With an estimated 29 Greek Australians entering the political arena for the upcoming Australian federal elections on 21 May 2021, the body politic seems to be splintering its votes further, as more independent and smaller parties want a piece of the voter pie.
Only last month, both the Liberal and Labor parties suffered a huge blow after a recent Newspoll conducted by The Australian newspaper found the combined popular support for the Coalition and Labor was now at its lowest level in five years with first preference support for Labor down to 36%, and the Liberal party having also declined by one point to 35%.
Unions have been the Labor Party's traditional, de-facto support base, so it came as a huge surprise when in March last year the Health Services Union (NSW) sensationally broke ties with NSW Labor, calling out the party as being ‘unelectable’ and not worth giving its annual $250,000 funding support to the party.
“Our councillors have taken the view that (staying affiliated) probably wasn’t the best use of our members’ money.”
“Theyre unelectable, worse than they were in 2011. Whereas since 2011, we have virtually doubled the size of our union,” said HSU secretary Gerard Hayes.
In his 1999 research paper investigating the decline in support for Australian major parties and the prospect of minority government, Scott Bennett noted that the increasing decline is not just an Australian phenomenon but an international one.
To explore the question as to why many Australians have turned to minor parties and independents, he suggested we look to common voting trends across most of the developed democracies, where they seem to have been influenced by a loss of respect for the established parties.
Bennett points to France and Germany among many others as examples. In 1995 France, Jean-Marie Le Pen (National Front) won 15% of the vote in Presidential election, but fast forward this year, 2022, and she won unprecedented 41.5% of the vote.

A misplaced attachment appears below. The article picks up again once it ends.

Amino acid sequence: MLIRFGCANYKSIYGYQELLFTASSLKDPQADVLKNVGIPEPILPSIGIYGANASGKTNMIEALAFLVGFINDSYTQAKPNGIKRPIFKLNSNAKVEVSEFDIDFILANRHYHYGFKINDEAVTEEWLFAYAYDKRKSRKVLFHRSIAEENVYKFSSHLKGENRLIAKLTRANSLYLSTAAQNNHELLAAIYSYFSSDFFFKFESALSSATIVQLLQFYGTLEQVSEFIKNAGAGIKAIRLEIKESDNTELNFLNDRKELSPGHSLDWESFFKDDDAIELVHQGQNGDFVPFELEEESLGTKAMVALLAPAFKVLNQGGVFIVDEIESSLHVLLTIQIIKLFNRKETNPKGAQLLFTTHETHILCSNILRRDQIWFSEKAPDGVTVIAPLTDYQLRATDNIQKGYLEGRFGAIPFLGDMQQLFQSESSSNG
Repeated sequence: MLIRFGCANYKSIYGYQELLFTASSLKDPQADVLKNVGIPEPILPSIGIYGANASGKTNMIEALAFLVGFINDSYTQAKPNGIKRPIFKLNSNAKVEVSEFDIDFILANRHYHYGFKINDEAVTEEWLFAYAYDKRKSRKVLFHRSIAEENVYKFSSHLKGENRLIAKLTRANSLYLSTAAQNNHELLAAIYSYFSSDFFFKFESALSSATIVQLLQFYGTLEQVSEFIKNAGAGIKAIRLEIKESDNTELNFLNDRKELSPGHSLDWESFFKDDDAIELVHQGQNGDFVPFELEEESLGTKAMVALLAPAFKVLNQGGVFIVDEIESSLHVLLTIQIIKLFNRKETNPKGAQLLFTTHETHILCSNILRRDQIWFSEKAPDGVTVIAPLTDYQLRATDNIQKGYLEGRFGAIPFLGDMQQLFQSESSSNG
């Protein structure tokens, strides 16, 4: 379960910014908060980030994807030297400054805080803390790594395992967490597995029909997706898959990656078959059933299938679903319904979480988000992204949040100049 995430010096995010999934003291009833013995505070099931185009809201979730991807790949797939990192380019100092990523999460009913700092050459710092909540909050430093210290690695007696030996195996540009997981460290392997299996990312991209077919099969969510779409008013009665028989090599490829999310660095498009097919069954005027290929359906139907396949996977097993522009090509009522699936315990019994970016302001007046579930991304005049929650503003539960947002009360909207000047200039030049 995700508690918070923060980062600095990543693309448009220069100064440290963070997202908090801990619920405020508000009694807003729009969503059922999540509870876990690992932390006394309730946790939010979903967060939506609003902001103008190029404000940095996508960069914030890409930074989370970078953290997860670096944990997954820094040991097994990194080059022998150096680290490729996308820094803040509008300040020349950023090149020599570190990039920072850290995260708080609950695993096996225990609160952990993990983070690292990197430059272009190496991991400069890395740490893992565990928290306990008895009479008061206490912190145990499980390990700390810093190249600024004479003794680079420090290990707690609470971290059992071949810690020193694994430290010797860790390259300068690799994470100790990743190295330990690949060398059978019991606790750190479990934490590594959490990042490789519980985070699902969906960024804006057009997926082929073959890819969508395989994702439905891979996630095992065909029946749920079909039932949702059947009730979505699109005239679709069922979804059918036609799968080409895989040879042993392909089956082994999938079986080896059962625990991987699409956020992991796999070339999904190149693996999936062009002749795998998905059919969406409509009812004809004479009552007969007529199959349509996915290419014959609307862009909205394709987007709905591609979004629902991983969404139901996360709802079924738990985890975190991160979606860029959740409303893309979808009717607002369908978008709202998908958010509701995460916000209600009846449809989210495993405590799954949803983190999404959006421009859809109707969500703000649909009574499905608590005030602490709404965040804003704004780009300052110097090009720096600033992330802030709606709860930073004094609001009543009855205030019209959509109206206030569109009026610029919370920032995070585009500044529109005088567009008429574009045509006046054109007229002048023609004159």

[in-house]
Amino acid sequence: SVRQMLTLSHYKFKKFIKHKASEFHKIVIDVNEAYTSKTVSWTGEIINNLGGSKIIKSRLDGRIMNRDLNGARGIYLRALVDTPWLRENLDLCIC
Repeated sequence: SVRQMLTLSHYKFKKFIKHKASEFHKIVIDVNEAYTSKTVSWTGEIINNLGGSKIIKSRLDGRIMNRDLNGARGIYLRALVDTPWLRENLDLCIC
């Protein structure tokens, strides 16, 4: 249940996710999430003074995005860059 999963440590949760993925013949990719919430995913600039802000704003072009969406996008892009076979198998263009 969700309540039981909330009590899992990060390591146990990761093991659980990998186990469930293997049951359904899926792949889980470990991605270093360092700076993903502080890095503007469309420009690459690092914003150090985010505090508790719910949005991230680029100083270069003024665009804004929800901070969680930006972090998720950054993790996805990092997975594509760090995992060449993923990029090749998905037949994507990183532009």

In 1998 German Greens won 5% in Bundestag election (7.3% in 1994), winning 47 seats (49 in 1994), fast forward to 2021 and the Greens finished in third place in the federal election with 14.8% of votes.
Greece City Times decided to speak with a Greek Australian candidate who sees himself challenging the status quo by joining one of these smaller alternative parties: Dimitri Honos.
Dimitri was born in Marrickville and his family relocated to Earlwood in Sydney, New South Wales, when he was three years old. He spent the majority of his childhood in Earlwood, where he attended school and church.
In 2001, Dimitri graduated from the University of Sydney with a triple major in Finance, Economics and Marketing. He has very broad set of interests including current affairs, geopolitics and trade and economics.
He has enjoyed a very successful career in the corporate insurance industry for almost 20 years. Dimitri says he "is committed to the relentless pursuit of communicating a message of freedom, self-autonomy, non-intrusive government and well-being for all Australians. These are all key values of his, and values that the UAP represents.
“These basic human rights are not to be negotiated.” he adds.
DIMITRI HONOS FOR BARTON, NSW (United Australia Party)
The main suburbs include: Bexley, Brighton-Le-Sands, Campsie (part), Canterbury (part), Carlton (part), Earlwood, Hurlstone Park (part), Hurstville, Kingsgrove (part), Kyeemagh, Marrickville (part), Rockdale, Tempe and Wolli Creek.
Incumbent: Linda Burney (Labor Party)
Labor is the incumbent in Barton. I have never met the member personally and she may very well be a lovely person. I wish her all the very best for life after politics. However it is the Labor party itself that has become irrelevant and disconnected to our society. We have all seen the devastation imposed by Labor policy and ideology over the last 2 years and we want to avoid a similar fate. Our society is bored with the 'old politics' based on bureaucracy that is lazy and lacks good sense. People are walking away from the politics of fear and instead are moving forward with optimism and good judgement.
Other Greek Australian candidates running with the United Australia Party John Janis and John Koukoulis (NSW), and George Melisourgos (SA) while John Savoulidis will be standing for the Senate (ACT).
Who are my candidates - Australian Electoral Commission (aec.gov.au)